And now the metaphorical cat is out of the bag. The season is coming to a close. The war between Barksdale and Stanfield claims a few more bodies, and the chickens are coming home to roost.
And amidst it all, Brother Mouzone is back.
What does Mouzone want? He’s looking for Omar.
Omar, meanwhile, is looking for revenge against Avon and Stringer.
Stringer is trying to get Avon to cooperate with the narcotics Co-Op Proposition Joe is a major player in.
Avon wants his corners back. He can’t adapt.
And then the other shoe drops for Major Colvin. Yeah, that reporter Herc called last week is nosing around Hamsterdam. Colvin can put the guy off with some convincing lies, then does what he really didn’t want to do but has no choice to do now. He tells Burrell and the other high ranking officers at the ComStat meeting. Burrell is furious. All Colvin has to defend himself is the 14% drop in crime in his district and a thick stack of letters from grateful citizens. Rawls is actually impressed Colvin had balls that big. Colvin agrees to take the fall for the whole thing since he’s retiring soon anyway, though he will lie to protect the cops under him.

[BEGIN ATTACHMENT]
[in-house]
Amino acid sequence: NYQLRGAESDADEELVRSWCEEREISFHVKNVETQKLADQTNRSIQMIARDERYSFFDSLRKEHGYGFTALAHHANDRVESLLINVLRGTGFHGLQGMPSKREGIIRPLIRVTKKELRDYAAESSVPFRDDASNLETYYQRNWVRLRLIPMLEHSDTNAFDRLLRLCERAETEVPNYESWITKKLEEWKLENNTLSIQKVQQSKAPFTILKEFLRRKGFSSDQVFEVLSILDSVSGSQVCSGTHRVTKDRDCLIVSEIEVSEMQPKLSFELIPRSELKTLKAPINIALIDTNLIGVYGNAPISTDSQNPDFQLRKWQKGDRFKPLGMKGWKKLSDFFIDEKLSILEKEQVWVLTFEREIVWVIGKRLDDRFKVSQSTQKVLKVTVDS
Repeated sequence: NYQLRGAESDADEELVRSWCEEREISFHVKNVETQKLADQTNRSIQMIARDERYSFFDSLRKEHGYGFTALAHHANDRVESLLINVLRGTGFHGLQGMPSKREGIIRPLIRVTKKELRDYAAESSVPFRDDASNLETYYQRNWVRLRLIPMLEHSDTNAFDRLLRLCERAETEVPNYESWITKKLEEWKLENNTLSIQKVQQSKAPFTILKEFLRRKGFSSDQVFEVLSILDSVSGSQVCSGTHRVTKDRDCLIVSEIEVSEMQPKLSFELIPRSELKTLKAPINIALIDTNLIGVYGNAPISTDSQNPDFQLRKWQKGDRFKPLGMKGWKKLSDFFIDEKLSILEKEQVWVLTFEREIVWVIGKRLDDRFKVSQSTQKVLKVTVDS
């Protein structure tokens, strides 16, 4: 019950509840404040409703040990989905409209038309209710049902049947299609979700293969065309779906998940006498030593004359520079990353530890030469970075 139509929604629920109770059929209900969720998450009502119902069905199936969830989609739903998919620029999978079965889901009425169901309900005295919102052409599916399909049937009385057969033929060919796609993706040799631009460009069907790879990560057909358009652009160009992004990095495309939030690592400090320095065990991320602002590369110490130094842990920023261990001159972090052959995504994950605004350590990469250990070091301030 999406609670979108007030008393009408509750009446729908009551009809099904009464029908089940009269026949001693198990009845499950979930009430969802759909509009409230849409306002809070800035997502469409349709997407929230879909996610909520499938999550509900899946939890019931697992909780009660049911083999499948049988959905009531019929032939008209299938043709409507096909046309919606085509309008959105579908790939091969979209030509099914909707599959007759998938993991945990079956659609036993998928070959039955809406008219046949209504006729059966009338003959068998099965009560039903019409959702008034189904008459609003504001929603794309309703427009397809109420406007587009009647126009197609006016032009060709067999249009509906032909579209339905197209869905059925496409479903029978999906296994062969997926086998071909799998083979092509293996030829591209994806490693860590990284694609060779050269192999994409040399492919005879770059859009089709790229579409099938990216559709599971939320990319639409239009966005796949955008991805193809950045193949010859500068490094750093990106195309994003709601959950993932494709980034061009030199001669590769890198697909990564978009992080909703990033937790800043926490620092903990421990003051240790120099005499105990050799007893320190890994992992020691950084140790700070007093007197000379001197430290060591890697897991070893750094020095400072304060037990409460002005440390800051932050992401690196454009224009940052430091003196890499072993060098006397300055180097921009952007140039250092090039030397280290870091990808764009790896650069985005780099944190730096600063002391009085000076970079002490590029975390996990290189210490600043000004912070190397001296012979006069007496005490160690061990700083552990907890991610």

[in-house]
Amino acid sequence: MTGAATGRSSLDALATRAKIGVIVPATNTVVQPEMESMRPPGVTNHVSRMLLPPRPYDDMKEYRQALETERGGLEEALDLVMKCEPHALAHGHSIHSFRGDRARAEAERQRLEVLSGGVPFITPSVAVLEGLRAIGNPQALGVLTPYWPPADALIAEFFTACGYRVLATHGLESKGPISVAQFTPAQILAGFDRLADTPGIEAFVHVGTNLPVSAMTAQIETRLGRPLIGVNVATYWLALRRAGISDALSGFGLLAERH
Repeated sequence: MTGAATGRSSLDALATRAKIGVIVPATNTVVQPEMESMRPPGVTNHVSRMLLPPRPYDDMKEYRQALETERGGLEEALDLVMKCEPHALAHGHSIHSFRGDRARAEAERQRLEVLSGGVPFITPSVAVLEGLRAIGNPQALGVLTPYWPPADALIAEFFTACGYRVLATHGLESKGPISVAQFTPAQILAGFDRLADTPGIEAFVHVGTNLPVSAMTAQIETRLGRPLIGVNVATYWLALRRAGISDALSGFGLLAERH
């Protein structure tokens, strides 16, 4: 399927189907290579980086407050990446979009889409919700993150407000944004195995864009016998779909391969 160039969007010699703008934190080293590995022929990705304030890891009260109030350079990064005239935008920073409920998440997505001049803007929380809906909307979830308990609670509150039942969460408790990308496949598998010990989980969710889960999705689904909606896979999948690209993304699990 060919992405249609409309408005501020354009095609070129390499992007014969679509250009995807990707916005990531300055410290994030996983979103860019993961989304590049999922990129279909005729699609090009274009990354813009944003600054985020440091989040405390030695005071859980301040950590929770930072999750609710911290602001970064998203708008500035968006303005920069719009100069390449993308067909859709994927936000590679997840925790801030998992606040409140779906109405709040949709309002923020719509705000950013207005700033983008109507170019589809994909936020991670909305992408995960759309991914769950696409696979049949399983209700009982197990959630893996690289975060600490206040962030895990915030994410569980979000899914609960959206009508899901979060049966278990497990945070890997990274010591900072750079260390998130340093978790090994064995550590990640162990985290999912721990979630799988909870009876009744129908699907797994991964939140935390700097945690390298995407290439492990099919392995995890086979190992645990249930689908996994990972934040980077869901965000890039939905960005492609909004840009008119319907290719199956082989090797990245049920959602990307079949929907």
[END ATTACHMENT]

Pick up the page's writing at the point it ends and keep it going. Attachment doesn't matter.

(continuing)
Burrell takes the same letter and stats to the mayor later. The mayor isn’t happy about that.
We get a lot on Colvin this episode. He has a talk with Carver about what it means to be a cop. Colvin hates the drug war because it creates an “us vs. them” and the real job of a cop is to protect the neighborhood while getting to know the people there. Carver needs to develop some Confidential Informants. Carver seems to take that to heart and seems to buddy up a bit with Cutty. Cutty’s trying to get his new boxing gym off the ground, but his equipment is old and the kids disrespectful. Cutty has to learn to be a bit more patient first, but he’s getting there.
As for CIs, the Detail had identified the guy who buys the disposable phones, and since it takes too long to get a wire tap on one of those, they decide to try a new angle. Bubbles, it seems, knows the phone-buyer’s loud, obnoxious girlfriend. And she’s greedy. It doesn’t take much to get her to convince her boyfriend to buy cheaper phones and pocket the change. The problem for buyer-guy? Well, Lester is selling these “hot” phones, and they come pre-wire tapped. See, Bubbles is a useful CI.
McNulty seems to be becoming more introspective when Daniels calls McNulty out on his assessment of other people.
And Carcetti is having a crisis of conscience himself. He wants to be mayor, but to do that in Baltimore, he has to let his best friend on the City Council (another black man) split the black vote in the primaries. Politics is rough.
And between everybody hunting everybody else, it’s probably about to get rougher.